CNC Multiaxis machining

Multiaxis machining is a manufacturing process that uses computer numerical controlled tools to manufacture parts by milling away material, using water jet cutting or laser cutting.  The traditional three access CNC is augmented with rotation on one or more axis.  The number of axes on these machines can be from 4 to 9.

Here we see a part being made by such a machine:

This machine uses a laser:

This machine, a water jet:

This video shows how programs for these machines work.  The process of the machine is shown through animation.

A brief history of multi axis machining:

The need for multi-axis machining started with the aerospace industry in the 50s, and preceded the use of numerical computing in machine control.  One early machine was humorously referred to as the “Opium Mill” because it was so far out.  The machine was a nightmare for template makers.  Without numerical computing it never would have been practical.

In the past, the programming systems ran on huge main frame computers.  Today that programming will run on erosional computers.  There are still many companies in the US that do not feel 5-axis machining is required, or think that the advanced technology is beyond their reach.  The US Department of Defense views 5-axis machining as such an advanced technology that the machines and control systems are listed on the commodity control list, meaning that machines and software made in the US require license to be exported to foreign countries.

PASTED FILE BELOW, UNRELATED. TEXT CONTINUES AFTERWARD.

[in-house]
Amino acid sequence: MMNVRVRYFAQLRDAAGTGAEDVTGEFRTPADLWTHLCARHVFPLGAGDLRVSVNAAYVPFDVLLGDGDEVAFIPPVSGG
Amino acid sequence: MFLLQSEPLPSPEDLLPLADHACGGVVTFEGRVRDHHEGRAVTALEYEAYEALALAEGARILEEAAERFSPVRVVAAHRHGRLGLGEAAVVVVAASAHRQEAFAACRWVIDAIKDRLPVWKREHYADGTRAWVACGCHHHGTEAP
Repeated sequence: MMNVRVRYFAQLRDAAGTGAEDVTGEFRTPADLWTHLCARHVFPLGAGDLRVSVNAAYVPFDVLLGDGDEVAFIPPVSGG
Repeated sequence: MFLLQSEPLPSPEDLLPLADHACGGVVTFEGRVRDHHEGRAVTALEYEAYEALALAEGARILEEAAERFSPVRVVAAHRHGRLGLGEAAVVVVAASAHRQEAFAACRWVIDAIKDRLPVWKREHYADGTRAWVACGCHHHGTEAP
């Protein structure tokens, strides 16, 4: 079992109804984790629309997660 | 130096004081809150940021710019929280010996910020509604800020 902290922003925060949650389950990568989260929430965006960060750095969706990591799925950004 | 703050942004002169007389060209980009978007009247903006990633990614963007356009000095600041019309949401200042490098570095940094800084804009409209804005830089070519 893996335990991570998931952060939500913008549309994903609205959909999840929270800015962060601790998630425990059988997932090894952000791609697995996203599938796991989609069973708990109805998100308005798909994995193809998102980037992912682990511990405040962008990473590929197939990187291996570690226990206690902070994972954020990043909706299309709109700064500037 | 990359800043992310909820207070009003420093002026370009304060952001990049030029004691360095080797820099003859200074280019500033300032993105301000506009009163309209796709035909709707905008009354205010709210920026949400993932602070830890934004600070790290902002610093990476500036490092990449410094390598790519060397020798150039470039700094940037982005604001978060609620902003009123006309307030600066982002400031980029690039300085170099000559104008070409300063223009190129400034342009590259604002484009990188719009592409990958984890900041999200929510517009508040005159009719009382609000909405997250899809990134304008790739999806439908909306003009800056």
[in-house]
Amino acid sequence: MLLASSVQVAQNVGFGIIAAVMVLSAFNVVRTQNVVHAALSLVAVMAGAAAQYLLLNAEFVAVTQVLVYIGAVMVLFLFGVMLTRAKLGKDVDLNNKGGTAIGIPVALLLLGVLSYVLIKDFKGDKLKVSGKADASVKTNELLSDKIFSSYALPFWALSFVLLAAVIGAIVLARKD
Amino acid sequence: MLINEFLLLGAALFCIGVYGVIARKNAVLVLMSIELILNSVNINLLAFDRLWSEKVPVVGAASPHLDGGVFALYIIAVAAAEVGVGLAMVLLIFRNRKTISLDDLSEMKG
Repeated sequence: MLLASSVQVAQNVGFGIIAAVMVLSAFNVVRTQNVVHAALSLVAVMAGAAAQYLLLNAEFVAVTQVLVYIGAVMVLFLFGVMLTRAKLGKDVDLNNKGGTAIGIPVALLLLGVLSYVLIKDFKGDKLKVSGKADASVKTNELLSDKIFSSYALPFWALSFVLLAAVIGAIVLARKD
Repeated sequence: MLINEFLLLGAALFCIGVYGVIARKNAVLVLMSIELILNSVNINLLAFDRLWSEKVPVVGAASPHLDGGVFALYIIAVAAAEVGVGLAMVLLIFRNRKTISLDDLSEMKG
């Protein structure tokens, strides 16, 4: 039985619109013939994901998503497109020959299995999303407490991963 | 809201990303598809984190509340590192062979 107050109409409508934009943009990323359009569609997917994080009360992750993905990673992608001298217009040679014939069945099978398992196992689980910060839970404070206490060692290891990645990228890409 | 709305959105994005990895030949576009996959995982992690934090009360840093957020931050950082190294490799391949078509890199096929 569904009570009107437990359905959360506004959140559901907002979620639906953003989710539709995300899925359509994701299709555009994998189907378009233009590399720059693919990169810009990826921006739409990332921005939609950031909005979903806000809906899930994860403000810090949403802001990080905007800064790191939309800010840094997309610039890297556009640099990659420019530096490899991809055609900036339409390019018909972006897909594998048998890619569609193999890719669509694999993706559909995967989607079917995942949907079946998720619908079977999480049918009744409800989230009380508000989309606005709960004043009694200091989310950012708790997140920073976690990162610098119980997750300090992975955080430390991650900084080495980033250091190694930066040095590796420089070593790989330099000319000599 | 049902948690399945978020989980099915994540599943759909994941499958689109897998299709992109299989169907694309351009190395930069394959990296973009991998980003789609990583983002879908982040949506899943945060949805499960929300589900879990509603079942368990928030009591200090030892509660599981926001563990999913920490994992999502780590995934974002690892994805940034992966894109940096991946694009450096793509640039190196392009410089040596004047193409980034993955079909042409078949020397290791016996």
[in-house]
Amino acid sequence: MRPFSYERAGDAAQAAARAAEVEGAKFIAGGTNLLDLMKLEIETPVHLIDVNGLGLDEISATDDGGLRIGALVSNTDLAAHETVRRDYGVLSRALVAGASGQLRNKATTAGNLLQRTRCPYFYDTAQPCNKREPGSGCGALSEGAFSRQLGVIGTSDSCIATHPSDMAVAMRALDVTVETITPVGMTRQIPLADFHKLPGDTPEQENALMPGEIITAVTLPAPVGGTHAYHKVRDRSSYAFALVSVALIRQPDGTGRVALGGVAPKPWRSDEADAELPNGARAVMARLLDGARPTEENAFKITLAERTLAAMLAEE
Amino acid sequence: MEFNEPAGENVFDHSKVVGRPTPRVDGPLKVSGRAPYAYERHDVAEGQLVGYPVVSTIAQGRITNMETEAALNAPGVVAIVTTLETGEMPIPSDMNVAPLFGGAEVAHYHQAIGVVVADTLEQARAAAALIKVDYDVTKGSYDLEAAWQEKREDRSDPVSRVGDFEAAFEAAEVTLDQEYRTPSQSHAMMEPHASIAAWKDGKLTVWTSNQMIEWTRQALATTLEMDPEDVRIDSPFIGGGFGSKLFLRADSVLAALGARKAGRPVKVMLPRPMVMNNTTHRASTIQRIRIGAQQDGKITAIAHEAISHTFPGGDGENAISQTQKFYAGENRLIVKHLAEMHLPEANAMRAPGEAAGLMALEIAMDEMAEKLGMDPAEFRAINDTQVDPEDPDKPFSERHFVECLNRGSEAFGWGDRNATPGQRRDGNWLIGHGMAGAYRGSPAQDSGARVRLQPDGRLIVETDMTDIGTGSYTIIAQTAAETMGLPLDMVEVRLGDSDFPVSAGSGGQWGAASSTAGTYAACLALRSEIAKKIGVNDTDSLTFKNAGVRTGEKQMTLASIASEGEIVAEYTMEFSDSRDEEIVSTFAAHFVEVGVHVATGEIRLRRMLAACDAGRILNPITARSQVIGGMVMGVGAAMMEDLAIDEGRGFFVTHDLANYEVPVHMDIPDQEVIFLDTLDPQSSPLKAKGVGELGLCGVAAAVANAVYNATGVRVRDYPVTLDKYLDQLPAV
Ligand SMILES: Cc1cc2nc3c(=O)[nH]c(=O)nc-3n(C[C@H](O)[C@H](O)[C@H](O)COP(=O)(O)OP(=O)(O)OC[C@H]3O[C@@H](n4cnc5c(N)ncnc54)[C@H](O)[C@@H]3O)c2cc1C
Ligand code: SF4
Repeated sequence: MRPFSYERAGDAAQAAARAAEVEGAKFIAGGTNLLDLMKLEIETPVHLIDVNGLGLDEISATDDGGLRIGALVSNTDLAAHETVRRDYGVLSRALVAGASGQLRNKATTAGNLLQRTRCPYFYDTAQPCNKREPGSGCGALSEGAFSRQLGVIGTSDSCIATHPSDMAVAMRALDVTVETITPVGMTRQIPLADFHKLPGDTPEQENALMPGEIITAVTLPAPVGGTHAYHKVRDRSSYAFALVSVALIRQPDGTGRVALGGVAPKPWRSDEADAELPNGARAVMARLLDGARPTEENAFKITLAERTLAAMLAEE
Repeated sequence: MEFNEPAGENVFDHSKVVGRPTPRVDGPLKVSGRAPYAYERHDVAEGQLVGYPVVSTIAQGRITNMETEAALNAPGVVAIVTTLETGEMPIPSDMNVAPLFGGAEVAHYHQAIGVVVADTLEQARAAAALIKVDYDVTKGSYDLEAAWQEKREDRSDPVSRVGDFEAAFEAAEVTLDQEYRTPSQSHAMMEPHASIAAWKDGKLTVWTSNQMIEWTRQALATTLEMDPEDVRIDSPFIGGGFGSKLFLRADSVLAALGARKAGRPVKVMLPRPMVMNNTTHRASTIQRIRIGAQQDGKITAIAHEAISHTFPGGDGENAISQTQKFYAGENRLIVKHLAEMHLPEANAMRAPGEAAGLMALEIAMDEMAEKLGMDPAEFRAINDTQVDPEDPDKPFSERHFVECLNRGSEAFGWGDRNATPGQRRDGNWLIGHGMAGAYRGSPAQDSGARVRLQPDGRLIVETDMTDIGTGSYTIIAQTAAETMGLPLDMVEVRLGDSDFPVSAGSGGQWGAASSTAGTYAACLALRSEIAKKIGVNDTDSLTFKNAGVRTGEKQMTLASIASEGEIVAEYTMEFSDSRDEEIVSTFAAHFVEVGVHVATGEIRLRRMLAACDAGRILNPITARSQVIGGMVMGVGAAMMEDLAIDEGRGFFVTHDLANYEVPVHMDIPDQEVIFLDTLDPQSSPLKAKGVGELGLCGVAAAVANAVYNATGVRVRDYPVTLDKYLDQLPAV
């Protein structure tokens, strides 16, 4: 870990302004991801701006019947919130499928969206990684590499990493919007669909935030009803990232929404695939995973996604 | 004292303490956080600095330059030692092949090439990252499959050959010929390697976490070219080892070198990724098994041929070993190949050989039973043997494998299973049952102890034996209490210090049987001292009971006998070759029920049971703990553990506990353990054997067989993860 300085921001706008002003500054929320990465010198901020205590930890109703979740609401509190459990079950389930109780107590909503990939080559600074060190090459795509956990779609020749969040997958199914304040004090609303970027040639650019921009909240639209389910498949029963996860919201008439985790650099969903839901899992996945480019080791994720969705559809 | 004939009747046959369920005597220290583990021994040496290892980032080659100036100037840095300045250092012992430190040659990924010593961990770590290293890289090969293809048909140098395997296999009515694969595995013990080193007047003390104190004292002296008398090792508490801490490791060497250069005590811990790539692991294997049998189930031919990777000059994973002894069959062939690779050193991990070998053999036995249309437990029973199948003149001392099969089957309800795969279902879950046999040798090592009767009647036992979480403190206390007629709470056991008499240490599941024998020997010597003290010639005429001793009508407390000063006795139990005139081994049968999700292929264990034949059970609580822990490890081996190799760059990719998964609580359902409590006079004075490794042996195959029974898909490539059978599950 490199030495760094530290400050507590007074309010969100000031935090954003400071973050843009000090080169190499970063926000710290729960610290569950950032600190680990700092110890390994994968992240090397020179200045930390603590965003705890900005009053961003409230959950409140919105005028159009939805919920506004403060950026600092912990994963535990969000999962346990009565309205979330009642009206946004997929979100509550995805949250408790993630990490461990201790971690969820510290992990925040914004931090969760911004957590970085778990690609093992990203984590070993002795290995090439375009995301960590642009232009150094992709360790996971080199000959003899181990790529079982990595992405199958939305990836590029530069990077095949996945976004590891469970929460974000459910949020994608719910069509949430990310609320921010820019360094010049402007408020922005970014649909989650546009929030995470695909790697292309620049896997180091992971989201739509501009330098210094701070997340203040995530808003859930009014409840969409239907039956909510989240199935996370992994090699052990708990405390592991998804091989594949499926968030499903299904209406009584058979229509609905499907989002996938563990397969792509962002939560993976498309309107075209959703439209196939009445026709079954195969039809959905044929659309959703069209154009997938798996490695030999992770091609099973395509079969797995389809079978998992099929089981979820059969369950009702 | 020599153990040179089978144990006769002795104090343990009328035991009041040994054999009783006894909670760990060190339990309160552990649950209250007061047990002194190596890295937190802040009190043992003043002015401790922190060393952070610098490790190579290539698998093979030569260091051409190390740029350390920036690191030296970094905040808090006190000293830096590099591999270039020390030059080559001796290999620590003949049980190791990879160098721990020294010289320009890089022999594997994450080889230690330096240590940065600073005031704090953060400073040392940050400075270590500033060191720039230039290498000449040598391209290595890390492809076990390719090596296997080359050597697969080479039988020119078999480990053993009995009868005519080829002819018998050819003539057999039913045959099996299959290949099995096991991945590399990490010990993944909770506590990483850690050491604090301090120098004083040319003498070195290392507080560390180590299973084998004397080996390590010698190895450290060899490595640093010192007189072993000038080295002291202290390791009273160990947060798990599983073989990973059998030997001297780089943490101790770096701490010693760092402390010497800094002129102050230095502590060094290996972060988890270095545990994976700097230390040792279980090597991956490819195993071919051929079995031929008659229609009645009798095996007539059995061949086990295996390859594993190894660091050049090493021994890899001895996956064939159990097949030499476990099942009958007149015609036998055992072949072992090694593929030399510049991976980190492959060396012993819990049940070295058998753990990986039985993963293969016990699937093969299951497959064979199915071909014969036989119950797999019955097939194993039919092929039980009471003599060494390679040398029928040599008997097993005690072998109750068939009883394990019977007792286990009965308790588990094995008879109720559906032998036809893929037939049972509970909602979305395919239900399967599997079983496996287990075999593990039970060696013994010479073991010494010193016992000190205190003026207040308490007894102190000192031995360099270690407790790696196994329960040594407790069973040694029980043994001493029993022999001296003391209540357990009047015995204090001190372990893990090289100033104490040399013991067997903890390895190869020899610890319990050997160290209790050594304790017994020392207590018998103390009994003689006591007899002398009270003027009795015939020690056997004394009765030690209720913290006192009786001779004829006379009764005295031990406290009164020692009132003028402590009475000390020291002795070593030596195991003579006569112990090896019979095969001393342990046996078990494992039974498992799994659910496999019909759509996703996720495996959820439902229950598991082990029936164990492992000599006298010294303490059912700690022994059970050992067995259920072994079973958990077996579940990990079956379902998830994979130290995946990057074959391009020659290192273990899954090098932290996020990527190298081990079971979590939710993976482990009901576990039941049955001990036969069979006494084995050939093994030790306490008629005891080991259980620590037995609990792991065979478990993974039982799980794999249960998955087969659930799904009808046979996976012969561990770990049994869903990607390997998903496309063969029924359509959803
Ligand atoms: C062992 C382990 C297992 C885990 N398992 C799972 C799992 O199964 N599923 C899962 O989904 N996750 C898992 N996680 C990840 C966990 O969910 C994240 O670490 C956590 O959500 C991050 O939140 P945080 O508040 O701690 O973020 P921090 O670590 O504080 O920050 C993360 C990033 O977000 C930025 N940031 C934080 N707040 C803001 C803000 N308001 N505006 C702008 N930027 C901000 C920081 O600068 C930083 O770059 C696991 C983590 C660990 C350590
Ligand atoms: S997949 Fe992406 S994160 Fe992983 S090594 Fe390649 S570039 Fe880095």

There are a lot of materials that can be used with these machines.  Some examples from the Wordingham Technologies shop in Victor, New York.

  • Alloy Steels
  • Aluminum
  • Brass
  • Bronze Alloys
  • Carbon SteelCastings
  • Copper
  • Invar
  • Kovar
  • Stainless Steel
  • ABS (Acrylonitrile Butadiene Styrene)
  • Acetal / Delrin
  • Acrylic
  • Nylon
  • Phenolic
  • Polyamide-Imide
  • PolycarbonatePolyetheretherketone (PEEK)
  • Polyetherimide / Ultem
  • PTFE (PolyTetraFluoroEthylene)
  • PVC (Polyvinyl Chloride)
  • PVDF (Polyvinylidene Fluoride)
  • Teflon
  • Torlon

Material sizes vary depending on the number of axes and type of machine.  Wordingham accepts sizes ranging from 28″x15″x6″ to 9″x6″x5″ depending on the axes (length, width, height).  They make parts for several industries, including aerospace, biometric, fiber optic illumination, law enforcement, metrology, night vision and projection optics.

Links to other mutli axis shops:

Gregor Technologies LLC, Connecticut — Established in 1989, they seem to provide service mostly to the military, security, medical and commercial product industries.

Carr Machine and Tool Inc, Illinois — Family owned business associated with several charities, including the Chron’s and Colitis Foundation of America and the American Red Cross for Haitian Relief.  They make parts in short run to production quantities, 1-1000 parts.

Advanced Pattern Works LLC, also Illinois — They service everything from big companies like Boeing to “small to medium-sized companies requiring specific custom work, and even individuals looking for assistance with prototypes and new ideas.”  They were involved in making the 184 memorial units as part of a memorial to the September 11 attacks on the Pentagon.  They have two 5-axis CNC machines.

Advanced Pattern Works uses master cam software, solid part files, .prp, .igs, .stp files. Pricing varies on size of the part and complexity of part.  Average job is about $5000.  As much $75,000 to as little as $800.

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Author: owen ribbit

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